An international team of astronomers, using a combination of ground-based and space telescopes, discovered more than 100 extrasolar planets (exoplanets) in just three months – rotating around stars outside the sun.
These planets are very diverse and are expected to play an important role in the development of exoplanets and life research in the universe.
Researchers at the University of Tokyo and the research team at the Center for Astrobiology of the National Academy of Natural Sciences surveyed 227 departments based on data from the second mission of the NASA Kepler Space Telescope (K2 mission) and the use of other space telescopes and foundations. Exoplanet candidate. telescope.
They confirmed that 104 of them were really exoplanets. The confirmed ultra-short orbital period of the seven exoplanets is less than 24 hours.
The formation of exoplanets with such short orbital periods remains unclear.
The team also identified many low-mass rock exoplanets that are less than twice as massive as Earth and some planetary systems with multiple exoplanets.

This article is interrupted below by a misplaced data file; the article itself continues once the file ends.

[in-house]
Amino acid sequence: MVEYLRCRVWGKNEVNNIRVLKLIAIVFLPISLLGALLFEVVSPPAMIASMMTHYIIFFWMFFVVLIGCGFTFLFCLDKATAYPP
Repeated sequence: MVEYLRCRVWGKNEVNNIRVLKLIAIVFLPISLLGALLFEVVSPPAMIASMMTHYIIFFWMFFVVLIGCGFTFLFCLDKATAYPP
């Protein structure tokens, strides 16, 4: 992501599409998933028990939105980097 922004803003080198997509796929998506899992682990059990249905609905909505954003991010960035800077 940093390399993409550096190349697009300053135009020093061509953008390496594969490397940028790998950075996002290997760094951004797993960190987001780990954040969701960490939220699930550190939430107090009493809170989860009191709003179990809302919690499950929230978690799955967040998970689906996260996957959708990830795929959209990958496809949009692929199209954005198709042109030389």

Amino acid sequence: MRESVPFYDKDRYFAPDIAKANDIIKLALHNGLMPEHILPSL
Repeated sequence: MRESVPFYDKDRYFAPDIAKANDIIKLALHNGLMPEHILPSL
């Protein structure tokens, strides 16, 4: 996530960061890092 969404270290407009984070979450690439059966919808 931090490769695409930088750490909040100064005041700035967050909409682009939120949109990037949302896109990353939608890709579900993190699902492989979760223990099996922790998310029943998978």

The study is detailed in the Journal of Astronomy.
The research team said the results of the study brought K2 production to more than 360 planets, and by inferring, we expect K2 to find 600 planets before the end of 2018 is expected to deplete its onboard fuel.
In October, NASA decided to retire its Kepler Space Telescope, which has been working deep in space for nine years. Kepler discovered planets from outside the solar system, many of which may be promising places of life.
According to NASA, the spacecraft is retired in the current safe orbit, away from the Earth.